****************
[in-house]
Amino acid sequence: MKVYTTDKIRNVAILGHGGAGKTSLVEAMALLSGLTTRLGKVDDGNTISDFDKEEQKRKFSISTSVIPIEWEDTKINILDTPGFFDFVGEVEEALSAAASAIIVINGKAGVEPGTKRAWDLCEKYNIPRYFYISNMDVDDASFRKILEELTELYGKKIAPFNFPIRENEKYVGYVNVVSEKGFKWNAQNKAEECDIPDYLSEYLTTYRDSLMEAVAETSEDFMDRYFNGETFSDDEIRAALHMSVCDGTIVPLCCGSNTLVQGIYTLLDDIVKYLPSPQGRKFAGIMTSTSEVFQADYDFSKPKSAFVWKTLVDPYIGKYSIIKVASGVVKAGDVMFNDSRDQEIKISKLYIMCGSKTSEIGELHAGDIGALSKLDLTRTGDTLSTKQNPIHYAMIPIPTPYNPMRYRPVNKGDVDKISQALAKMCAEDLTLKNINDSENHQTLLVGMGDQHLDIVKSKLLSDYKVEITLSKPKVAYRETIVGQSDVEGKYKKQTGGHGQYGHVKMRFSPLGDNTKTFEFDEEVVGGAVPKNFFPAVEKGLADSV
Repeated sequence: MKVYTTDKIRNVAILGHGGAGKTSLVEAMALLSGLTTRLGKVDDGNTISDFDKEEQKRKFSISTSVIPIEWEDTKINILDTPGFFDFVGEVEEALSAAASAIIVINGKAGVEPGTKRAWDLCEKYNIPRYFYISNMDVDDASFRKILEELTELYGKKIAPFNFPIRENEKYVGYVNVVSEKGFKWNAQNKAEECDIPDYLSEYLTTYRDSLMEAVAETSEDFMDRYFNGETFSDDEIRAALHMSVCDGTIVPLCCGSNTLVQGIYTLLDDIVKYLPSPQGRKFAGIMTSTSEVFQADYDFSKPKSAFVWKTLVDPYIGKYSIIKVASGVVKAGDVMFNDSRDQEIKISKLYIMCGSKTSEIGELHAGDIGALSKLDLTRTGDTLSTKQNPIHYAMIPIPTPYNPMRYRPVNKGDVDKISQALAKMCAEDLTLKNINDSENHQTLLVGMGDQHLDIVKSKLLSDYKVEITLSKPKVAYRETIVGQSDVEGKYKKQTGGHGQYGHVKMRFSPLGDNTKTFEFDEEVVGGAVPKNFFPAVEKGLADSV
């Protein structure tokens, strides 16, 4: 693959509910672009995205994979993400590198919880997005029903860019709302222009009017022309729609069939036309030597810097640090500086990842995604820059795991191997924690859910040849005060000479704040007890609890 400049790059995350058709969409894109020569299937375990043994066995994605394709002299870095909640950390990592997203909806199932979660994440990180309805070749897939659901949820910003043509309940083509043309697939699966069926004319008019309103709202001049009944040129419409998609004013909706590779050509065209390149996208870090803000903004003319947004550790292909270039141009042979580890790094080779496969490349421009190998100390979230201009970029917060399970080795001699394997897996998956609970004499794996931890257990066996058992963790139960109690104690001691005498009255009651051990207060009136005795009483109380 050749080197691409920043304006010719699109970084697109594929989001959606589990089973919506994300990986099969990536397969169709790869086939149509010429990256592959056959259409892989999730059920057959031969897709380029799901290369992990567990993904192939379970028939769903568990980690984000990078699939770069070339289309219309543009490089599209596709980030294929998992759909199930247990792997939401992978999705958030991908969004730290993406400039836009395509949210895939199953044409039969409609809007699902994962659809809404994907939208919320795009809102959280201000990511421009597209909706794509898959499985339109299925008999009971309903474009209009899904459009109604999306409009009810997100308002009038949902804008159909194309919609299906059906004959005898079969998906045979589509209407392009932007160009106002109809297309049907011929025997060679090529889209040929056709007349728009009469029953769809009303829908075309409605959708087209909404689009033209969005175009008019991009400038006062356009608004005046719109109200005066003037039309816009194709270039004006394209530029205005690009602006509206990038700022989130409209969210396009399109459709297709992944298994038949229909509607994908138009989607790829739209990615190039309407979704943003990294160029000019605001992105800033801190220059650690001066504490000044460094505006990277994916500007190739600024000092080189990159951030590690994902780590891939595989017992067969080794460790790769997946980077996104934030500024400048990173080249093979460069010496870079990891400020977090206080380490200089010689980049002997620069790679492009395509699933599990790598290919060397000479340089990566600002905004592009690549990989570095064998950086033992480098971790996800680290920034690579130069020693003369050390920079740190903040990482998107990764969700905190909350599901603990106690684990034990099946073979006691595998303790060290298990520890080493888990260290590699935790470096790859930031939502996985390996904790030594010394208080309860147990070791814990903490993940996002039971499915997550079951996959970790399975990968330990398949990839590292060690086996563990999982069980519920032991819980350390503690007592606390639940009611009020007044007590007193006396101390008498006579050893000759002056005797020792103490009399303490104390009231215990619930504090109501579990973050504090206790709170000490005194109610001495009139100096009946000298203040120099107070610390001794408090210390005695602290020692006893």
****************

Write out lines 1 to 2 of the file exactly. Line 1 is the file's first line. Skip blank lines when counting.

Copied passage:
[in-house]
Amino acid sequence: MKVYTTDKIRNVAILGHGGAGKTSLVEAMALLSGLTTRLGKVDDGNTISDFDKEEQKRKFSISTSVIPIEWEDTKINILDTPGFFDFVGEVEEALSAAASAIIVINGKAGVEPGTKRAWDLCEKYNIPRYFYISNMDVDDASFRKILEELTELYGKKIAPFNFPIRENEKYVGYVNVVSEKGFKWNAQNKAEECDIPDYLSEYLTTYRDSLMEAVAETSEDFMDRYFNGETFSDDEIRAALHMSVCDGTIVPLCCGSNTLVQGIYTLLDDIVKYLPSPQGRKFAGIMTSTSEVFQADYDFSKPKSAFVWKTLVDPYIGKYSIIKVASGVVKAGDVMFNDSRDQEIKISKLYIMCGSKTSEIGELHAGDIGALSKLDLTRTGDTLSTKQNPIHYAMIPIPTPYNPMRYRPVNKGDVDKISQALAKMCAEDLTLKNINDSENHQTLLVGMGDQHLDIVKSKLLSDYKVEITLSKPKVAYRETIVGQSDVEGKYKKQTGGHGQYGHVKMRFSPLGDNTKTFEFDEEVVGGAVPKNFFPAVEKGLADSV